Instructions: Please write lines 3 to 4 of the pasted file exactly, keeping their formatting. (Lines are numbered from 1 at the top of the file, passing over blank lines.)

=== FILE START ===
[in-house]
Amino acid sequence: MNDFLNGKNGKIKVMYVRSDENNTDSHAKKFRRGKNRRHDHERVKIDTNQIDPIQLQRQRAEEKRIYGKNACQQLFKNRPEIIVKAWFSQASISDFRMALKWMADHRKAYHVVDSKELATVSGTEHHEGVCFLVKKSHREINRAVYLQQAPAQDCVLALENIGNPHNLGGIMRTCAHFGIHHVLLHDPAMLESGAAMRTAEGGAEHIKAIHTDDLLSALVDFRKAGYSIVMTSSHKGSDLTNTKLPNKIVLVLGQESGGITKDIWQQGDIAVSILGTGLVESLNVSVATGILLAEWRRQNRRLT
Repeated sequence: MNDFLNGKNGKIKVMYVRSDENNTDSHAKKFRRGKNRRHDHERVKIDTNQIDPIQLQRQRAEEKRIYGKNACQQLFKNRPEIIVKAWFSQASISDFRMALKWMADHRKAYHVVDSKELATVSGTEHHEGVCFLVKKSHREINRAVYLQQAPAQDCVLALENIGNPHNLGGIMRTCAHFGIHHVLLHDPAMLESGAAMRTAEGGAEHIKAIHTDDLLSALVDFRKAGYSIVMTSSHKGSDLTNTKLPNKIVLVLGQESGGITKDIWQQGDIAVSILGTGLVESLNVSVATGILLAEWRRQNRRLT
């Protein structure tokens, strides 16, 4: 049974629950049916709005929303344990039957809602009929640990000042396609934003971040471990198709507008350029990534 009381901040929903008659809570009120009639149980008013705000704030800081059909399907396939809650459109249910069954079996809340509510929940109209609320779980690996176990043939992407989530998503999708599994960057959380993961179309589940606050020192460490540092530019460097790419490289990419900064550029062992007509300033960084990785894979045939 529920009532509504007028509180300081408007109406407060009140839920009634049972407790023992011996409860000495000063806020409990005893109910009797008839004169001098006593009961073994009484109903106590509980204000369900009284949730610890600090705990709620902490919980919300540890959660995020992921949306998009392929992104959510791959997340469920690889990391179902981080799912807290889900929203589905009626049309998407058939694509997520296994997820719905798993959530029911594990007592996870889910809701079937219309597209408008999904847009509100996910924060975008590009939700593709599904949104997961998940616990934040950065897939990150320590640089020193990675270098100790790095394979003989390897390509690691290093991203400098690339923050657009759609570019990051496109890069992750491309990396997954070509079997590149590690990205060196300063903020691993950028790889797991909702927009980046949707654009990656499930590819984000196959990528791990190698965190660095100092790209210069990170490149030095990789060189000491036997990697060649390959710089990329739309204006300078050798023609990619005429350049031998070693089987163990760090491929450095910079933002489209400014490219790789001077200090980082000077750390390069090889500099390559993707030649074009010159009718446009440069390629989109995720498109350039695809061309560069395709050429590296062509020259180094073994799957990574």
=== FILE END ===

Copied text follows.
Repeated sequence: MNDFLNGKNGKIKVMYVRSDENNTDSHAKKFRRGKNRRHDHERVKIDTNQIDPIQLQRQRAEEKRIYGKNACQQLFKNRPEIIVKAWFSQASISDFRMALKWMADHRKAYHVVDSKELATVSGTEHHEGVCFLVKKSHREINRAVYLQQAPAQDCVLALENIGNPHNLGGIMRTCAHFGIHHVLLHDPAMLESGAAMRTAEGGAEHIKAIHTDDLLSALVDFRKAGYSIVMTSSHKGSDLTNTKLPNKIVLVLGQESGGITKDIWQQGDIAVSILGTGLVESLNVSVATGILLAEWRRQNRRLT
């Protein structure tokens, strides 16, 4: 049974629950049916709005929303344990039957809602009929640990000042396609934003971040471990198709507008350029990534 009381901040929903008659809570009120009639149980008013705000704030800081059909399907396939809650459109249910069954079996809340509510929940109209609320779980690996176990043939992407989530998503999708599994960057959380993961179309589940606050020192460490540092530019460097790419490289990419900064550029062992007509300033960084990785894979045939 529920009532509504007028509180300081408007109406407060009140839920009634049972407790023992011996409860000495000063806020409990005893109910009797008839004169001098006593009961073994009484109903106590509980204000369900009284949730610890600090705990709620902490919980919300540890959660995020992921949306998009392929992104959510791959997340469920690889990391179902981080799912807290889900929203589905009626049309998407058939694509997520296994997820719905798993959530029911594990007592996870889910809701079937219309597209408008999904847009509100996910924060975008590009939700593709599904949104997961998940616990934040950065897939990150320590640089020193990675270098100790790095394979003989390897390509690691290093991203400098690339923050657009759609570019990051496109890069992750491309990396997954070509079997590149590690990205060196300063903020691993950028790889797991909702927009980046949707654009990656499930590819984000196959990528791990190698965190660095100092790209210069990170490149030095990789060189000491036997990697060649390959710089990329739309204006300078050798023609990619005429350049031998070693089987163990760090491929450095910079933002489209400014490219790789001077200090980082000077750390390069090889500099390559993707030649074009010159009718446009440069390629989109995720498109350039695809061309560069395709050429590296062509020259180094073994799957990574």